This week sees the arrival of another Black Friday, when thousands of brands offer discounted prices for the weekend. This is a highly anticipated event for consumers but also for cyber-criminals. Today then we are looking at potential Black Friday 2022 scams and how to avoid them.
Scams Set To Rise This Year
Google searches for ‘Black Friday deals’ and ‘best Black Friday deals’ are unsurprisingly up by multiple percentage points this month. According to Bitdefender, 56% of all unsolicited Black Friday emails received between October 26 and November 6 this year were scams. Most of those emails were sent out from November 4th-6th – did you receive one? Perhaps more pointedly, would you be able to even say if you had received one?
This now traditional ‘sales day’ is incredibly popular and embraced by more people each year. More are now likely to shop online rather than in-store, too. People are using a range of devices to complete online purchases – even people who are not tech-savvy and unaware of cyber security best practices.
Potential Scams To Watch Out For
Scammers have many tactics at their disposal, including fake emails. These are designed to look like legitimate communications from known retailers, offering exclusive deals. If you can spot them, then you can avoid being the victim of a scam. Look out for the domain name of the sender’s email address, which can sometimes be hidden on smartphones. Check to see if anything looks wrong or if there are spelling errors. If it is from a personal address, such as Gmail, that can also be a ‘red flag’. Our recommendation would be to visit the retailer’s website directly – you certainly should not click on any links within an email.
Speaking of websites, a lot of scams are designed to send people to a web page and then request information. In these instances, you must watch out for a padlock at the start of the web address bar. The padlock icon shows that the site has a valid security certificate – if there is not one showing, then you should probably avoid completing any data fields. You can also look out for spelling errors and poor grammar, as these are tell-tale signs of a fake website.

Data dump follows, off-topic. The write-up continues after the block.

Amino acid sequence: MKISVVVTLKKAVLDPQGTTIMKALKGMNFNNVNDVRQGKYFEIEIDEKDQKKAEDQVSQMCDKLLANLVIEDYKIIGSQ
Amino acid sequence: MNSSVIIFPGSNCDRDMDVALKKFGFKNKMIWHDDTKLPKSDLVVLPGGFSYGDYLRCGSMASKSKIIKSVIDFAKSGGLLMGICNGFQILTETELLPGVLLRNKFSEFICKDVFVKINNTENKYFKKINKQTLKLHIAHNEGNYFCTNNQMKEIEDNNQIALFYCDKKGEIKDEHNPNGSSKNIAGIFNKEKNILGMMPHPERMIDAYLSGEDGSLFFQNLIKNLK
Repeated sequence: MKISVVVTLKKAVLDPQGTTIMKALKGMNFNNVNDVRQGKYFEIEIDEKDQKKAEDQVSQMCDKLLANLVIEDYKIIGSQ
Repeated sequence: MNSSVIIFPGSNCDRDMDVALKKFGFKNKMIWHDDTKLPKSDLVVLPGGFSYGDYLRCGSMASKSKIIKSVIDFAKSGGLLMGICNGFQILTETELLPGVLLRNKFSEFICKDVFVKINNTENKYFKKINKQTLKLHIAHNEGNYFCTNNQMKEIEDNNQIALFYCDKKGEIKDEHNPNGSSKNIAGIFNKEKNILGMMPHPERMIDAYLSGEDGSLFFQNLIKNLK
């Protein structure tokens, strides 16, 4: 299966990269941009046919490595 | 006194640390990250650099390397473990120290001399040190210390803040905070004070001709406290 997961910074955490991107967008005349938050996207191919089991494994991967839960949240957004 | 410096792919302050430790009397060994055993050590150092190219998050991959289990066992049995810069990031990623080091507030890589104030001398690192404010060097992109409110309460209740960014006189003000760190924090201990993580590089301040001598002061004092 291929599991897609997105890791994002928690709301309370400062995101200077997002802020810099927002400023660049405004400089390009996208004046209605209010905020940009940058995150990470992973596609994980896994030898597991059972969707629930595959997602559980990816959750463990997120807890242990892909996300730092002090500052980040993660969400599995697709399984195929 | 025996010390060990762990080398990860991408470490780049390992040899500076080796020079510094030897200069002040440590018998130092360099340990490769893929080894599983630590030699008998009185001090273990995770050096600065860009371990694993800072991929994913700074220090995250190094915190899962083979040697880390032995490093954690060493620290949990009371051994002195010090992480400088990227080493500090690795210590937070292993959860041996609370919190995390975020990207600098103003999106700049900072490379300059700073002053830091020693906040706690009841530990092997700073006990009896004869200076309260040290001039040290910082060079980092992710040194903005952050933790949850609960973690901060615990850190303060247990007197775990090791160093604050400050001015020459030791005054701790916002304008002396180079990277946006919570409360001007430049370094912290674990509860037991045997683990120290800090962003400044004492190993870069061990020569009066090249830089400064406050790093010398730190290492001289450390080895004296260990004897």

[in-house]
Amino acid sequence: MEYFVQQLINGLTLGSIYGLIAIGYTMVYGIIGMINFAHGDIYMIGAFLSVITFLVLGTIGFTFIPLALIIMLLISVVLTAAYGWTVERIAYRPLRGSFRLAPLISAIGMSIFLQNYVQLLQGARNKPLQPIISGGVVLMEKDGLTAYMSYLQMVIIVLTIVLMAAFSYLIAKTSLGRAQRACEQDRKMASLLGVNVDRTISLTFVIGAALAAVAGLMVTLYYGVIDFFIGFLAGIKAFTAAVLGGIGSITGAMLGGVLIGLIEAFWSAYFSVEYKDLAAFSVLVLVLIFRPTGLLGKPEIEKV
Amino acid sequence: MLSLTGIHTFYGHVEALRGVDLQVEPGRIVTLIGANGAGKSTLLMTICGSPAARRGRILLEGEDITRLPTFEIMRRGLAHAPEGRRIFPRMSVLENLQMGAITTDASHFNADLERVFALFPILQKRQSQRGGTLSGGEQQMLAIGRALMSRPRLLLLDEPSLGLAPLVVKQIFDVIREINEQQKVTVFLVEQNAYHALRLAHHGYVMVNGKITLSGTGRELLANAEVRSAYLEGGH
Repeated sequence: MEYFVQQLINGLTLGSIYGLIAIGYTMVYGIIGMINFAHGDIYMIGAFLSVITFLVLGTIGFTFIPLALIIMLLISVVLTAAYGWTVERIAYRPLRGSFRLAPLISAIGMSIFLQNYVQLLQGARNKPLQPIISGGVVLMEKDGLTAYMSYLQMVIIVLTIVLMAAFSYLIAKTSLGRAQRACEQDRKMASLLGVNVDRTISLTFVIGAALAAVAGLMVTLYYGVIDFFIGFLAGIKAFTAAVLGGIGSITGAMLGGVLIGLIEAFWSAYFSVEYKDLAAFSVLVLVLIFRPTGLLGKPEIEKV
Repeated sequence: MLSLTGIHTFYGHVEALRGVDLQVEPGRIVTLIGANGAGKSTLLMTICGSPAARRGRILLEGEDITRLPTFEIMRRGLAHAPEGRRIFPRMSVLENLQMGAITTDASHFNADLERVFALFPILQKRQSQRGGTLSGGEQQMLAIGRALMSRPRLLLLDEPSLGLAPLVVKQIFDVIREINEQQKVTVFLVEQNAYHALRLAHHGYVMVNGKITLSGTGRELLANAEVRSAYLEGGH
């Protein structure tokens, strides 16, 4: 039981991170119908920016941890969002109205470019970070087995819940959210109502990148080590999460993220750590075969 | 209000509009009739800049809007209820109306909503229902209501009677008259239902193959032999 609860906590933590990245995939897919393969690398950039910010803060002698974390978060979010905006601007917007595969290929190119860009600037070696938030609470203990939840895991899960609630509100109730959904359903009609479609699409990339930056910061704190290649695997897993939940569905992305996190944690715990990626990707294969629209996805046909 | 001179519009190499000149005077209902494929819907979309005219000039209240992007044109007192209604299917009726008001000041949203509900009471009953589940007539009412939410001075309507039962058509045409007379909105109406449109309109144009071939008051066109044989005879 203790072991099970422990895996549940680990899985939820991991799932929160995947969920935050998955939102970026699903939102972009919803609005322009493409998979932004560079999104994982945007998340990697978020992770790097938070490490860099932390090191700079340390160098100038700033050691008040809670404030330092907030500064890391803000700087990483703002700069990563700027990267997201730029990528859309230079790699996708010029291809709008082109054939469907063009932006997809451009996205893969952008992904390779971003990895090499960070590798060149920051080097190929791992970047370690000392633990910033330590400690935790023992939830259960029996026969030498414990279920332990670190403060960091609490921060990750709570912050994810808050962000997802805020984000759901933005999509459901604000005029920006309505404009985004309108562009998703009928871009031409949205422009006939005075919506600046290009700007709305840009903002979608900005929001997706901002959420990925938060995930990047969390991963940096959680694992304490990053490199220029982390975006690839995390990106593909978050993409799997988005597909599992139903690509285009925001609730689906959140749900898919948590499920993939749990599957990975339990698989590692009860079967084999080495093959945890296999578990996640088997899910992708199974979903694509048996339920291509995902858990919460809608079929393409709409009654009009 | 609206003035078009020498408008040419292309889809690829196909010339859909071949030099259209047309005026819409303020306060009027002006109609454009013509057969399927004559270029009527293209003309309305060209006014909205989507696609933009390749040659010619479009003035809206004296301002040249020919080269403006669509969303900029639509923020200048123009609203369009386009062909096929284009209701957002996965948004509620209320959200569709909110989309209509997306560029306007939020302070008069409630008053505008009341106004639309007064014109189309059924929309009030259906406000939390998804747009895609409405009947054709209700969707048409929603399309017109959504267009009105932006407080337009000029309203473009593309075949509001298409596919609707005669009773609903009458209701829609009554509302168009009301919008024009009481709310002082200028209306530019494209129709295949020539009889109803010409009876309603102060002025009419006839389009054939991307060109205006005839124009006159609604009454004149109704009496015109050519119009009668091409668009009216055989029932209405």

Text Message Scams
A classic scam involves the sending of a text message saying you have a parcel waiting with a delivery provider. The message might alternatively suggest that a delivery slot has been missed, with a link included to then re-book a new slot. Whatever the content, always make sure that you evaluate all the key information:- Is the sender number in order? Does it appear to be genuine, or is it an unknown number?
- Are there any spelling errors in the text?
- Is there a link? If so, is it a bit.ly link? (For example)
- Are you being asked for payment?
Once again, we would urge people to visit the website of any retailer you believe may be sending a genuine message. You should certainly not respond to or engage with the text itself.
There are many potential Black Friday 2022 scams to watch out for. Above we have listed a few of the more ‘popular’ ones to be wary of. You should definitely exercise caution in other ways too though. For example, consider paying via credit card rather than using a debit card, as these offer increased payment security. Retrieving money lost to fraud is then a much easier task. Also, use your own Wi-Fi network when making payments – public connections are much easier to hack!
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